Posted on 02 Dec 2010
The Federal Motor Carrier Safety Administration's 2010 Comprehensive Safety Analysis regulation, which rates and monitors drivers and carriers while aiming to improve commercial motor vehicle safety, goes into effect today. Among additional outcomes, this regulation from the U.S. Department of Transportation division committed to preventing commercial motor vehicle-related fatalities and injuries now makes trucking safety scores publicly available to shippers, insurance underwriters, competitors and claimant attorneys.
As part of the regulation, the FMCSA introduces a safety measurement system for carriers and drivers that uses fleet data from roadside inspections, including all safety-based violations, state-reported crashes and the federal motor carrier census. This data is applied against seven behavior analysis safety improvement categories and is made public.
Aon is assisting trucking carriers to prepare for and comply with the CSA 2010 regulation through its CSA readiness assessment. This proprietary assessment reviews and scores carriers’ current FMCSA compliance programs and highlights problem areas. Aon’s team of trucking risk experts then assists carriers to create informed strategies designed to improve safety and help maintain proper CSA 2010 scores.
“This new regulation is much tougher than previous safety ranking programs. In fact, carriers that have maintained quality scores using the previous system, SafeStat, will find themselves deficient under CSA 2010," said David Mitchell of Aon Risk Solutions' Trucking practice. “It is vital that carriers review their current compliance programs so that they understand the impact of this new regulation and can make adjustments that mitigate risk and save money in the long run.”
Poor CSA 2010 scores can lead to:
• Loss of business: Shippers can easily check carriers’ scores and may opt to send their business elsewhere.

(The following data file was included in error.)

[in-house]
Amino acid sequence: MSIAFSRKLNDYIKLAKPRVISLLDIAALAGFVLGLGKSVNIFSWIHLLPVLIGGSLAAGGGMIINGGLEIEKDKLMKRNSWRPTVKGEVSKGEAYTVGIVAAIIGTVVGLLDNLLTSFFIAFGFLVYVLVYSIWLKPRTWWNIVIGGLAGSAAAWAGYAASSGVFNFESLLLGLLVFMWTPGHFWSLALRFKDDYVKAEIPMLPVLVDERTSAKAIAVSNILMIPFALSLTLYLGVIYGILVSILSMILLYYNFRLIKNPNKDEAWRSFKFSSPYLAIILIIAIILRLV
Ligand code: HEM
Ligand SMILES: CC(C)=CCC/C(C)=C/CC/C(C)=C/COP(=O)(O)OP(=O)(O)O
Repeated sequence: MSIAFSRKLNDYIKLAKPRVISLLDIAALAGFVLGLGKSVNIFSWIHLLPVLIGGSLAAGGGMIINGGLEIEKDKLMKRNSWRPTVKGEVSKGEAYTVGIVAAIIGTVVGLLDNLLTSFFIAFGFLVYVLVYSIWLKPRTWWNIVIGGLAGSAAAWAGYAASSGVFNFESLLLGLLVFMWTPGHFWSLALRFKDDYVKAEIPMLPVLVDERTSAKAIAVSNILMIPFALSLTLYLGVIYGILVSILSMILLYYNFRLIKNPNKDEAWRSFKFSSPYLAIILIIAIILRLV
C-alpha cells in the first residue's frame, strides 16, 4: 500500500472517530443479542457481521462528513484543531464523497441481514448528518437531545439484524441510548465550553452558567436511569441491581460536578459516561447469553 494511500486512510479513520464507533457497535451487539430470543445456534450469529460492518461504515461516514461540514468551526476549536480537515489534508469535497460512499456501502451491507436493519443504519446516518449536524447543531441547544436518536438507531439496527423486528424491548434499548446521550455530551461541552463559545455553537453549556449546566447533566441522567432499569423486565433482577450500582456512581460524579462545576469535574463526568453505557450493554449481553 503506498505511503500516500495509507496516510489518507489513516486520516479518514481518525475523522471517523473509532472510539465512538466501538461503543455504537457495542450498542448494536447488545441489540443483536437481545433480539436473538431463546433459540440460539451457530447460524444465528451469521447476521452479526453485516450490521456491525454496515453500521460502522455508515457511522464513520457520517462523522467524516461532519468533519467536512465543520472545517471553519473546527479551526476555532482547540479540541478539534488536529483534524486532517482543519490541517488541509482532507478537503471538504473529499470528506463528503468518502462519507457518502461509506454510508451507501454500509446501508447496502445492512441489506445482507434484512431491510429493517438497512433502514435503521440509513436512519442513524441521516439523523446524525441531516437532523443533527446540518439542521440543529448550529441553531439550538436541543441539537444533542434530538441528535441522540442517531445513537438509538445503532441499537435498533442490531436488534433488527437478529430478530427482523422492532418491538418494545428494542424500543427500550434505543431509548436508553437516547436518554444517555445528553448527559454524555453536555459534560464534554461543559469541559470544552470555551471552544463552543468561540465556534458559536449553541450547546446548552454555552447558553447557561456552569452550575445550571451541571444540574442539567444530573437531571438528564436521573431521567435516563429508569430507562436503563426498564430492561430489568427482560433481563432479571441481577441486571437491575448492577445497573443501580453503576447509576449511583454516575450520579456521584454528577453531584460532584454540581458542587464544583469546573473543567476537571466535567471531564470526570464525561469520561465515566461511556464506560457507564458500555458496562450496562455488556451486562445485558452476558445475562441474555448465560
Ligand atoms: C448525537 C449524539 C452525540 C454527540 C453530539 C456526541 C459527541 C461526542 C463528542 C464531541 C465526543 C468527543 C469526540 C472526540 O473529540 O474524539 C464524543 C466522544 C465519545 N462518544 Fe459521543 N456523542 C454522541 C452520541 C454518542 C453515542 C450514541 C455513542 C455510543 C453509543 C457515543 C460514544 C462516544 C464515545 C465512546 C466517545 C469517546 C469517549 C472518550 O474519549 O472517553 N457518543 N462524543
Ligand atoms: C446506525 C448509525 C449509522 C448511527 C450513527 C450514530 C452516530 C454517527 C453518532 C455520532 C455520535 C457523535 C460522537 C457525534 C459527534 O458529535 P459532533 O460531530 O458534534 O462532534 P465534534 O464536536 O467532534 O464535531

• Adverse reactions from insurance underwriters: Underwriters have tracked safety compliance scores for years and will use CSA 2010 scores when determining coverage and pricing. Poor scores can result in less subjective discounts for a fleet as well as higher premiums.
• Rising claims settlement values: Likely affecting larger disputed claims, where a carrier is not ready to concede that its driver made an operating error, these claims may cost millions of dollars to settle.
• Difficulty recruiting drivers: Drivers are expected to use CSA 2010 scores as a deciding factor in their fleet selection.
• FMCSA intervention: The FMCSA will apply an intervention process that includes phone or written reprimands demanding action plans. More intervention is possible when a fleet has a deficient score.
“Now is the time to make certain that your company’s scores are at least 10 points better than the intervention levels for deficient performance,” said Nancy Bendickson, Aon Risk Solutions' Global Risk Consulting practice. “Aon specialists can assist carriers to develop effective fleet safety management systems that demonstrate financial and operational value.”